Wong had also told Hawaii News Now that he had in fact received the ticket and that Katherine Kealoha told him she would take care of it.
Wong refused to talk to Civil Beat about the speeding ticket, saying only that FBI officials told him to notify them should anyone contact him about the citation.
O’Grady said Kaneshiro’s statements to the press convinced him to subpoena records from HPD, the Honolulu Police Commission and the prosecutor’s office that were related to Ah Nee’s alleged wrongdoing as well his involvement in the federal grand jury investigation.
If O’Grady could prove that Ah Nee was lying about speeding tickets he would be able to undermine the officer’s credibility in the courtroom, which might help get his client off the hook for the alleged DUI offense.
But what O’Grady got in response to his subpoenas was surprising.
All three agencies told him that they didn’t have any documents indicating Ah Nee was ever investigated for issuing ghost tickets. In fact, it seemed they were telling O’Grady that Ah Nee had a spotless record.
“I issued subpoenas to the Honolulu Police Department, the police commission and the prosecutor’s office,” O’Grady said. “I got three responses back that said there are no documents, which is very curious indeed.”
But O’Grady isn’t alone. At least two other defense lawyers are seeking documents related to Ah Nee’s alleged wrongdoing.
Last month, Honolulu attorney Kenneth Shimozono was successful in getting a DUI case dismissed after city prosecutors failed to turn over records related to Ah Nee’s alleged issuance of fake speeding tickets.
Shimozono was unavailable for comment Wednesday, but he has said he did not want to discuss the case until after a 30-day window for prosecutors to refile the case against his client has closed.
Attorney Jonathan Burge, who is a former HPD officer, is also pushing the courts to compel city prosecutors to turn over documents related to Ah Nee in a DUI case he’s handling.
In recent court filings, Burge referenced Kaneshiro’s statements to Civil Beat regarding his office’s investigation into ghost tickets, and argued that the law requires the prosecution to turn over any exculpatory evidence that could help prove his client’s innocence, including materials that might indicate Ah Nee’s credibility is suspect.
Burge told Civil Beat in an email that the prosecutor’s office has never given him any information that would indicate Ah Nee was involved in issuing fake citations. He said that if such materials exist that prosecutors have a “constitutional and ethical duty” to turn it over to the defense.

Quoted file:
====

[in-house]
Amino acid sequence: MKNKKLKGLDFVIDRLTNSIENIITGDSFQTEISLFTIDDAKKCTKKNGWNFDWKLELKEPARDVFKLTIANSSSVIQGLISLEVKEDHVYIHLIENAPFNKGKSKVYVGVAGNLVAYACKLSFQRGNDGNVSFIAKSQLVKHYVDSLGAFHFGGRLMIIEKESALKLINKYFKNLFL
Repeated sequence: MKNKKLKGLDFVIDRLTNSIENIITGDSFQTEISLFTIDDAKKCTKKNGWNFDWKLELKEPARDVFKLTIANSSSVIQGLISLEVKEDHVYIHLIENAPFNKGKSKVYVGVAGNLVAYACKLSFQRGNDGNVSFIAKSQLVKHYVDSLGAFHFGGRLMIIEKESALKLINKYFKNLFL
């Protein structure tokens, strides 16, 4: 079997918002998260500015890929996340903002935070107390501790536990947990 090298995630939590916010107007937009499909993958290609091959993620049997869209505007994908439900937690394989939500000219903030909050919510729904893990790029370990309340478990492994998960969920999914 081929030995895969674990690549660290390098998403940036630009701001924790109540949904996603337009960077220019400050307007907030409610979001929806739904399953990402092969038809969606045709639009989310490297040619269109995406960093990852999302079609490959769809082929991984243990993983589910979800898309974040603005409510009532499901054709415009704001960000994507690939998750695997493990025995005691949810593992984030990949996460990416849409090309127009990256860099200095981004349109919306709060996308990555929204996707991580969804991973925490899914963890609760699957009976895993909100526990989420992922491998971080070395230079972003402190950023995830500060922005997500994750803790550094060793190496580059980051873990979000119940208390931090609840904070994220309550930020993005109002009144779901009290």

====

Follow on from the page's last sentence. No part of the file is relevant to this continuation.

“The prosecutors have never given me an answer on Ah Nee,” Burge said. “If they would just say on the record that they checked with Kaneshiro and there is nothing I would be fine with that. However, no one from their office has told me that on the record.”
Burge added that if no documentation exists then it puts Kaneshiro in a precarious position.
“If there was never an investigation into Ah Nee, Kaneshiro may have slandered the officer,” Burge said. “He may be subject to a lawsuit from the officer, if the statements were not true. … Kaneshiro also testified before the federal grand jury. If he said that there was a ghost tag investigation at the grand jury, and there was not, the feds will likely indict him for perjury.”
Although Kaneshiro refused to be interviewed, his spokesman Chuck Parker said that his boss has never identified a specific officer as “being someone who has written ghost tickets.”
But Kaneshiro’s previous interview with Civil Beat contradicts that statement.
Parker also clarified that Kaneshiro’s description of a plea deal with Wong should have been described by the prosecutor as a “cooperation agreement.” Plea agreements are typically public record. But Parker said cooperation agreements are not public until a case is completed.
Kaneshiro’s office refused a request by Civil Beat to provide even a redacted version of the cooperation agreement to support the prosecutor’s stance.
Katherine Kealoha also refused to comment, telling Civil Beat through Parker that she cannot discuss an ongoing investigation.
HPD spokeswoman Michelle Yu, however, issued a one-sentence written statement:
Ah Nee did not respond to Civil Beat’s requests for comment.